Moreover, Arnold formed Eliot’s notion of the objective correlative, which, as he argues in “Hamlet”,15 is compulsory to provoke genuine emotions. This idea conveys a relation between outside circumstances and the emotions aroused by a written piece of art. With the negative example of Shakespeare’s “Hamlet” Eliot tries to exemplify that the “artistic ‘inevitability’ lies in this complete adequacy of the external to the emotion”.16 Eliot criticizes the absent equilibrium of emotions, which are conveyed through Arnold’s vague conception of impressions, and the given facts, which he considers surpassed in the play. Hence, the poet is dependent and has to stick to a coherent balance. Likewise, Arnold requires the separation of ideas from practice. In the end, the poet finds himself therefore in a relationship of dependence. Krieger tries to exemplify this complex relation and asserts, that “the poet is to give us the verbal equivalent of the emotional equivalent of the beliefs he borrows from his intellectual environment.”17 Subsequently, he remains objective and procures the claimed disinterestedness.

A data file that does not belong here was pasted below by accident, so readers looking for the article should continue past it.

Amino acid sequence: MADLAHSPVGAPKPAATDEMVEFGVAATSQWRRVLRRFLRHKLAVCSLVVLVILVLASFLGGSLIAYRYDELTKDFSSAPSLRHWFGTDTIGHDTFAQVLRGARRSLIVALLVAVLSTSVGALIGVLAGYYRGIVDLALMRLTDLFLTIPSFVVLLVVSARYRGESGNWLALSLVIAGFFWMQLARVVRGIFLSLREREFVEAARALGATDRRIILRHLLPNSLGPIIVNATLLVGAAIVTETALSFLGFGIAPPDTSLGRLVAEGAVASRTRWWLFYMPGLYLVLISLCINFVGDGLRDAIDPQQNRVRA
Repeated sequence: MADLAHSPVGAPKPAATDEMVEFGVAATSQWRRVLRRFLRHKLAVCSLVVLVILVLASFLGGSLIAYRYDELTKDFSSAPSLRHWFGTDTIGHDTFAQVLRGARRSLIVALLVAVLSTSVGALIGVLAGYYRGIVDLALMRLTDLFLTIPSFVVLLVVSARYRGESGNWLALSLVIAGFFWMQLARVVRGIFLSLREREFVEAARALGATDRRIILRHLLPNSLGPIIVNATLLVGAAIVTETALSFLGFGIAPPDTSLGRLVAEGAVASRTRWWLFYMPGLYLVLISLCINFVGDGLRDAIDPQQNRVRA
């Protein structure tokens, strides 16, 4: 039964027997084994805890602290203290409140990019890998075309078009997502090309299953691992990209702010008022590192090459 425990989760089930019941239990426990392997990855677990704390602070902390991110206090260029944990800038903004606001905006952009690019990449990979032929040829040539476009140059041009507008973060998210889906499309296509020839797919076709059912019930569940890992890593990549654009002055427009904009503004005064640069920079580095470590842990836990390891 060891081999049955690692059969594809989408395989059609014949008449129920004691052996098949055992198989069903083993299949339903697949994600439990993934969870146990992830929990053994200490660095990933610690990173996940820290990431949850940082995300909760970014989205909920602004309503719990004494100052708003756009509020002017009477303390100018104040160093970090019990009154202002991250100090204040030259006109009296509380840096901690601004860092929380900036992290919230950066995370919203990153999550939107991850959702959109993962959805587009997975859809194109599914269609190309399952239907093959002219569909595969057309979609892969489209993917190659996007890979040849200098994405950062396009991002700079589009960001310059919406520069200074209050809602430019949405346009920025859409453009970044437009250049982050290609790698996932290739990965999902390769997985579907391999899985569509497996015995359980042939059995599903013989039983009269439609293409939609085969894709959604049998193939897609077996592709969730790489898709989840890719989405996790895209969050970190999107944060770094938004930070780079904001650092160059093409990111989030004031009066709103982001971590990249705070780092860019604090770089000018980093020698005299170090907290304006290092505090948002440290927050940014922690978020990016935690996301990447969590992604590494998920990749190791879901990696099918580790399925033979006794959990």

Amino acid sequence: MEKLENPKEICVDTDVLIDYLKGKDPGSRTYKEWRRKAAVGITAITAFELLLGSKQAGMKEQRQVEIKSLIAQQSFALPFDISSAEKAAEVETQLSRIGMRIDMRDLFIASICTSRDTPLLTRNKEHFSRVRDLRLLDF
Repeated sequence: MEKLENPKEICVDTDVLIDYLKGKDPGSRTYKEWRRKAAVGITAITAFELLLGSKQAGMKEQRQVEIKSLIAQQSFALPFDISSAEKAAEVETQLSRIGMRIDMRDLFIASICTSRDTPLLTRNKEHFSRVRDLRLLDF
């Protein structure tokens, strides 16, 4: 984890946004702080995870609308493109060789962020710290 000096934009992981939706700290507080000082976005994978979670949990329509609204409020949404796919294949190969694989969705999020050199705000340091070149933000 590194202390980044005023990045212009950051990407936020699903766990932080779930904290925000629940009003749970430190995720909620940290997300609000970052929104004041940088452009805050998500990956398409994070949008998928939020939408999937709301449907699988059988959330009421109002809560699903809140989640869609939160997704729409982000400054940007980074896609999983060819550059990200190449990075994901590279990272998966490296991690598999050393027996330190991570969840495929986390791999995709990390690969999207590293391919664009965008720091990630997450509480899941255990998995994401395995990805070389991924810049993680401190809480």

There is another theory elaborated by Arnold, which, to his mind, serves as basic orientation for the public to procure literary quality. The so-called touchstone-method consists of eleven chosen segments of the works from famous historical personalities, such as Homer, Dante, Shakespeare and Milton. He considers these short passages “of the very highest poetical quality.”18 This method of judging poetry and the occurring problems and contradictions that his theory involve will be analysed in the paper further on.
Another important focus of Eliot’s critique on Arnold is his multifunctional theory of literature, especially of poetry. The function of literature, in particular the function of poetry, differs due to social and historical circumstances and progresses. In the course of history, literature performs diverse functions and aims in different ages. Characteristic for the Victorian Age is a certain functionalism of literature, which is typical for Arnold.